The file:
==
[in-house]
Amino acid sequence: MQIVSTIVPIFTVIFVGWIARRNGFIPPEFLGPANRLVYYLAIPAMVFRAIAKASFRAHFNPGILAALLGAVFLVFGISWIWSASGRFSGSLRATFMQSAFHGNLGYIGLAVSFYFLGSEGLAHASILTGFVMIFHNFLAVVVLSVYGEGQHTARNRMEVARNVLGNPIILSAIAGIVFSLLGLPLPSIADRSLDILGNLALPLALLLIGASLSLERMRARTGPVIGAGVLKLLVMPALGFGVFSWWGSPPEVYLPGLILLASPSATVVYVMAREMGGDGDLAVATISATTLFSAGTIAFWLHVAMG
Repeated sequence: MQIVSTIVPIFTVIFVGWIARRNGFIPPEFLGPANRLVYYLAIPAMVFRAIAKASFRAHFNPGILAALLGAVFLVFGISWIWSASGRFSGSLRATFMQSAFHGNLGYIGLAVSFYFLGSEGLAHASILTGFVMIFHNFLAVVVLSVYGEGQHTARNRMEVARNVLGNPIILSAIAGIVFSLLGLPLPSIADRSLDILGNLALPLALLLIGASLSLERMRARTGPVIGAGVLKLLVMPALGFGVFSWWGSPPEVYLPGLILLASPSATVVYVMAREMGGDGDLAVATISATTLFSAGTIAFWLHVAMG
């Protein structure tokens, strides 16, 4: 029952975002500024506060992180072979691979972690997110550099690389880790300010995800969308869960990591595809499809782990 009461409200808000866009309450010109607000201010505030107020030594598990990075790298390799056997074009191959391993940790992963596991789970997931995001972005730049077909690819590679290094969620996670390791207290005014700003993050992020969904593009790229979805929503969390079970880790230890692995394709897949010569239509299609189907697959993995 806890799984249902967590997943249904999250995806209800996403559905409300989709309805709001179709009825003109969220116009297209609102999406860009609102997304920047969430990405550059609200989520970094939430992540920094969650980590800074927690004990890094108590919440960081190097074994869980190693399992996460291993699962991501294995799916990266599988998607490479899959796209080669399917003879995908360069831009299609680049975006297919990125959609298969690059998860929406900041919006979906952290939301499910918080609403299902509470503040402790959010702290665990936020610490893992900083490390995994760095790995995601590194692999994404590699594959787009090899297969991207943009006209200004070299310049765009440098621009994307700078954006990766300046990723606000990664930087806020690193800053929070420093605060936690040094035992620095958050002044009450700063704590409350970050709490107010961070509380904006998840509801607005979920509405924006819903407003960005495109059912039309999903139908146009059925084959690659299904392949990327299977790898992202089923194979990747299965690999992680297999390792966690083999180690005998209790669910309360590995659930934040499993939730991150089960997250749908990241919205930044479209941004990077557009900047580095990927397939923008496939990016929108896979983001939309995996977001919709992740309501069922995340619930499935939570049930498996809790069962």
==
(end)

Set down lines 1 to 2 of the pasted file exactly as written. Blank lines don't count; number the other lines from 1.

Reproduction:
[in-house]
Amino acid sequence: MQIVSTIVPIFTVIFVGWIARRNGFIPPEFLGPANRLVYYLAIPAMVFRAIAKASFRAHFNPGILAALLGAVFLVFGISWIWSASGRFSGSLRATFMQSAFHGNLGYIGLAVSFYFLGSEGLAHASILTGFVMIFHNFLAVVVLSVYGEGQHTARNRMEVARNVLGNPIILSAIAGIVFSLLGLPLPSIADRSLDILGNLALPLALLLIGASLSLERMRARTGPVIGAGVLKLLVMPALGFGVFSWWGSPPEVYLPGLILLASPSATVVYVMAREMGGDGDLAVATISATTLFSAGTIAFWLHVAMG